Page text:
Gwede Mantashe. Picture: GCIS
Gwede Mantashe. Picture: GCIS

Any mining executive, lawyer or investors in SA’s resources industry listening to last week’s presentation by the department of mineral resources & energy about its handling of rights would be only too aware of its shortcomings.

The problems of timeously granting prospecting and mining rights have been spoken of for years, with high levels of frustration by executive and lawyers working in the sector. There was a true jaw-dropper in the department’s statistics of applications made since 2004 when the Mineral and Petroleum Resources Development Act was promulgated.

Nearly 60% of 400 applications to have mineral rights transferred in the past 17 years have yet to be granted. These transfers are the very essence of deal flow in the resources sector. That the department is sitting on 238 , which need ministerial approval, is incomprehensible.

All the talk from minister Gwede Mantashe about revitalising the industry and its glorious future, job creation, wealth generation and transformation must be weighed against this one statistic. Nearly two thirds of mineral right transfer applications are sitting on his desk.

Those attending the department’s presentation on its lacklustre performance were not given any insight into this particularly worrying backlog by officials, who had a host of excuses for the department’s problems.

From the outset, let it be said there are many hardworking, dedicated officials in the department and regional offices who trying to do what they can to make the processes work, but they are facing incredible obstacles.

The overarching excuse provided to MPs was that there were appeals and objections holding up the process, and this difficulty was exacerbated by Covid-19 lockdowns, making meetings and community-level engagement difficult.

Fair enough. But no weight was given to this excuse by officials, citing how many of the 2,485 prospecting, 235 mining, and 1,644 permit applications were held up because of these constraints.

Then it came down to management of the department. An item called “tools of trade” was blamed for bringing regional offices handling these applications to a “complete halt”. Presumably these would be items like computers, printers, internet access and paper. This while corporate SA is surging ahead with adoption of the fourth industrial revolution.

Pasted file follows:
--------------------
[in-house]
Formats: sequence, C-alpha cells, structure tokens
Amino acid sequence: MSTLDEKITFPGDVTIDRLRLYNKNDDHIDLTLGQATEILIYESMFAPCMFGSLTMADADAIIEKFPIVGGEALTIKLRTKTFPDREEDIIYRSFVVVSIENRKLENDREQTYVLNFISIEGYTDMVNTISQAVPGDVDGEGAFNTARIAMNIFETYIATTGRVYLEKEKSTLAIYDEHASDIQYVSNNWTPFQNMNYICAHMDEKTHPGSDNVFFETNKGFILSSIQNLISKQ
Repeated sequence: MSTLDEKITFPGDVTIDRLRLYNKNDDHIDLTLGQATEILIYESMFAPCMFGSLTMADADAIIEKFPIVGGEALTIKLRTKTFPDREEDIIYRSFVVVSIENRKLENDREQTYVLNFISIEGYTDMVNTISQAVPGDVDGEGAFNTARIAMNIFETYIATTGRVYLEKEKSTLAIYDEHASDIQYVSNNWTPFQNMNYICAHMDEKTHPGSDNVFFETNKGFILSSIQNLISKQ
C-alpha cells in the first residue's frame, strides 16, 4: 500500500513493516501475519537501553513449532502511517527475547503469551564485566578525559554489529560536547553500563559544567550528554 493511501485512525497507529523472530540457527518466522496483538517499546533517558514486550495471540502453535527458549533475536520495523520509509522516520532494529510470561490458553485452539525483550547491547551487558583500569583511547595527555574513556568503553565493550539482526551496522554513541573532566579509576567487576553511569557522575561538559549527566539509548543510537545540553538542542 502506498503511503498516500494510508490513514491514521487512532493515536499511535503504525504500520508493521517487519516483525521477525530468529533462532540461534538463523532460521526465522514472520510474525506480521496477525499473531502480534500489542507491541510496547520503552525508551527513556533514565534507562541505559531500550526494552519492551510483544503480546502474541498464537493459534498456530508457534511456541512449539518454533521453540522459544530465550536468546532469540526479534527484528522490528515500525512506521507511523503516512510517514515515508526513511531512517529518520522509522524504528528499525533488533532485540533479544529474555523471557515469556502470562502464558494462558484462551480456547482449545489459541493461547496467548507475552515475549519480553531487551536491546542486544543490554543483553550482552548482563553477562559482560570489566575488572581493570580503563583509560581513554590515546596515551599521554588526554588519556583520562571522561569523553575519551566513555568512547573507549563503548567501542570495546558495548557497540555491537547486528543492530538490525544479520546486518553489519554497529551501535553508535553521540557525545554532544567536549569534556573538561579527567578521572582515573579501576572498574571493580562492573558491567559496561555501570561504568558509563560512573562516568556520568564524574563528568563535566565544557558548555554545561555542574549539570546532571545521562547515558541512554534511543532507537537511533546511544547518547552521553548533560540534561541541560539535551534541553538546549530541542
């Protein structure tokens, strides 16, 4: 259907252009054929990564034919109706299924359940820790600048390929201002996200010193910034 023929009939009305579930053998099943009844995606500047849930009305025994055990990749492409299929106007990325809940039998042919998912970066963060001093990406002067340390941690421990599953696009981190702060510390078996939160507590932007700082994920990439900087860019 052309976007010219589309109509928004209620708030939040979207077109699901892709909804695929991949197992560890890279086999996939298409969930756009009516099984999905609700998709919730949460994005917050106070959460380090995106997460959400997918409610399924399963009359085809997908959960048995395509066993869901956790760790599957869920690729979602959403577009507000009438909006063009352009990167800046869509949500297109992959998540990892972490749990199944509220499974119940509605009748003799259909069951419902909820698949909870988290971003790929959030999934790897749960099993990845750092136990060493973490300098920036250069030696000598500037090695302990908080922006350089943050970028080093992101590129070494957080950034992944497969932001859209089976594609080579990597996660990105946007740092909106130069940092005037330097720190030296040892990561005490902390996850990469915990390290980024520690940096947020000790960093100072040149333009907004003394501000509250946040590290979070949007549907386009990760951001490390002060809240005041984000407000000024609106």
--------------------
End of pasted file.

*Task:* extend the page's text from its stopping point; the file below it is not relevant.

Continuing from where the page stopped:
The excuse of the day was that the department had little to no consequence management, meaning staff could do whatever they liked and there was no sanction. Departmental officials were also tardy in loading data into the Samrad digital mineral rights system, effectively gumming up the works.

The department has not managed to appoint and retain permanent regional leaders, which again speaks to a lack of senior managerial capacity and oversight from Pretoria.

Imagine a listed mining company behaving like this. Shareholders would revolt, throw out those responsible for the disarray and bring in fresh leadership. The department’s shareholders are the mining companies paying billions of rands in taxes, and the general public who pay salaries for staff in the department.

For all those in the mining industry who have dealt with Samrad, a system so bad it has been a bad joke for years, there is further bad news. It “should be developed further” rather than be thrown away, the officials told MPs.

Other African countries used a digital mineral rights management system or cadastre that allows unfettered access for anyone from anywhere in the world to look at all mineral tenements and see immediately the status of these properties and who has rights and then make applications.

Samrad has none of this transparency or user friendliness and the feeling is that it enables corruption. The industry has offered to pay whatever it takes to get a new cadastre system and hire hundreds of people to populate it with data. Has the department jumped at the offer?

No chance.

The commonly held view is that industry involvement in this process and the shining of a light into the dark recesses of the department’s mineral rights management will expose incompetence and malfeasance.

It simply cannot be this difficult to manage the country’s mineral resources. That the department lurches from excuse to excuse and crisis to crisis is pitiful. It squanders SA’s inherent wealth and those involved should hang their heads in shame.

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